Monday, 10 May 2010

What England owe Ravi

Kevin Pietersen, star of England's World T20 win over South Africa has flown home. In his place comes the black sheep of English cricket Ravi Bopara. Bopara, scapegoated and slaughtered for four indifferent tests on the back of three successive hundreds, has been dropped out of the one day side, and become an unloved, unwanted pariah.

But it wasn't too long ago when Ravi Bopara was the great hope of English cricket. A mainstay of the one-day team (having been part of some fantastic innings - Sri Lanka and India in 2007 to name two), Bopara made English cricket history by scoring three successive test hundreds against the West Indies last year. Bopara was fast-tracked into the test team as a specialist number three (a position he is unfamiliar with) for last summer, but after a few failures he was bombed out for the final Ashes test for the untried Jonathan Trott. Bopara didn't even make the squad for the tour of South Africa, in either the test or one day squad, but was surprisingly named in the World T20 squad. Some would say to simply justify his central contract. But who would be that controversial?

England owe Ravi Bopara. Big time. Ravi is one of our most talented batsmen, and there is no way there isn't a place for him in one of the codes. After those three hundreds (albeit against a West Indies team who had no idea why they were there), Bopara should have nailed on a place in the team for the next five years. Ian Bell has carved out a career from making a score every 10 tests, and he keeps his place. Yes, Bopara had a poor Ashes, but there's no way that Bell deserved to play in that final test ahead of Ravi. Bopara had a poor four tests, Bell had a poor four years. Bell's England career seems to be based on the principle that "he's due runs". What's to say Bopara isn't due runs? Players go in and out of form, and as any cliché-enthusiast will tell you, form is temporary but class is permanent. (Copyright every blog about Dimitar Berbatov ever). Can the selectors really justify Bell over Bopara, when Ravi is clearly the better batsman?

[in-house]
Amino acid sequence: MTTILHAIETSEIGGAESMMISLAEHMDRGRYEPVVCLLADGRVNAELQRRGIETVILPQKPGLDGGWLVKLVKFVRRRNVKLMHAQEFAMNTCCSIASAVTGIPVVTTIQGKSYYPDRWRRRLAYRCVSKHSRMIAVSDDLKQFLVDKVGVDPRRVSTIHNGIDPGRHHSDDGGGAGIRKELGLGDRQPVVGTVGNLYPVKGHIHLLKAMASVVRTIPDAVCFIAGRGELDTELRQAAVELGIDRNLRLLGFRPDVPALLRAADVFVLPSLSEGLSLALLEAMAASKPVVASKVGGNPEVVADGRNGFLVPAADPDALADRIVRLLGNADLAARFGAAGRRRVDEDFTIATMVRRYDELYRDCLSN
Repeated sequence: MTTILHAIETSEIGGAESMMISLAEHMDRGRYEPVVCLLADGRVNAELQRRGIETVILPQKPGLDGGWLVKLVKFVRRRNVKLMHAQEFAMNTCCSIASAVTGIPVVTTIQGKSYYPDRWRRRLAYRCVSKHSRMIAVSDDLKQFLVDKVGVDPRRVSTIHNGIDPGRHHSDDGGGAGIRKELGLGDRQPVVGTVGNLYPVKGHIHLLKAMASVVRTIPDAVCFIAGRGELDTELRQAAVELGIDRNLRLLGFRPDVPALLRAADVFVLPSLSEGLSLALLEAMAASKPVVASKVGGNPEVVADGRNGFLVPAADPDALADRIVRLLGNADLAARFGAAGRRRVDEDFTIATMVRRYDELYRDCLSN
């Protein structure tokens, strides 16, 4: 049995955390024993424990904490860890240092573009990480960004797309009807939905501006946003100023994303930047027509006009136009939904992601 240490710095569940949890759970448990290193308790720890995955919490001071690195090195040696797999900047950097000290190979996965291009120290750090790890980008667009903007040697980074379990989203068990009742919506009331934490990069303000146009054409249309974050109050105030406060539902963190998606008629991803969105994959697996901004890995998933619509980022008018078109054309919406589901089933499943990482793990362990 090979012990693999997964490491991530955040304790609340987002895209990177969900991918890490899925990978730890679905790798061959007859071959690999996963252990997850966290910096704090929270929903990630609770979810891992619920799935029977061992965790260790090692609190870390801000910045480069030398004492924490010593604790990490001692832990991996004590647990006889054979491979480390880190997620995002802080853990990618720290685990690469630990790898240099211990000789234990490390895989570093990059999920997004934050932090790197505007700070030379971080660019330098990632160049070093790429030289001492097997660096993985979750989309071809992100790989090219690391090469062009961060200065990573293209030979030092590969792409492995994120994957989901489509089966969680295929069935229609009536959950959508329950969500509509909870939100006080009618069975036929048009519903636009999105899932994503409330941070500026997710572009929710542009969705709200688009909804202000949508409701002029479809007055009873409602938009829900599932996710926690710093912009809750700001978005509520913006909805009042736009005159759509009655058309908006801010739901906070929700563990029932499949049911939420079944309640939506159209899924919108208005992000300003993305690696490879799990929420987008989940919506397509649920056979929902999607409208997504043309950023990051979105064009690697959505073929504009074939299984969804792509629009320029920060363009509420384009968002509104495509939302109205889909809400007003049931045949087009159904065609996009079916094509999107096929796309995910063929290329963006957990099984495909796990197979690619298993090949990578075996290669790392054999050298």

Ravi is definately owed one by the ECB. For the final day at the Oval, where the Ashes was clinched, every England player who played in the series got a medal, lap of honour, and a mention in Andrew Strauss' speech. Monty Panesar, who played in one test, got a special mention. Bopara's imput into England winning was slight, but at least he was part of a test winning team at Lord's. Panesar played out a draw. Bopara's cumulative score of 1-1 was the same as Steve Harmison and Graham Onions, and was equal to Panesar's 0-0. But Onions and Panesar (along with Kevin Pietersen) were all out for the lap of honour, basking in the reflective glory of an Ashes win. Bopara was playing for Essex at Chelmsford.

Bopara didn't make the squads for the tours to South Africa and Bangladesh, or the squad for the T20 tour of Dubai against Pakistan. He made a solid fifty in the T20 warm-up game before this tournament, before he was again dropped. England do owe Ravi Bopara, but ultimately, Ravi Bopara owes England a few scores. If he can make a few match-winning contributions as England win the World T20, Bopara can force himself back into the selectors reckoning for further test and ODI honours. Bopara owes it to himself to make runs. Hopefully starting tonight against New Zealand.

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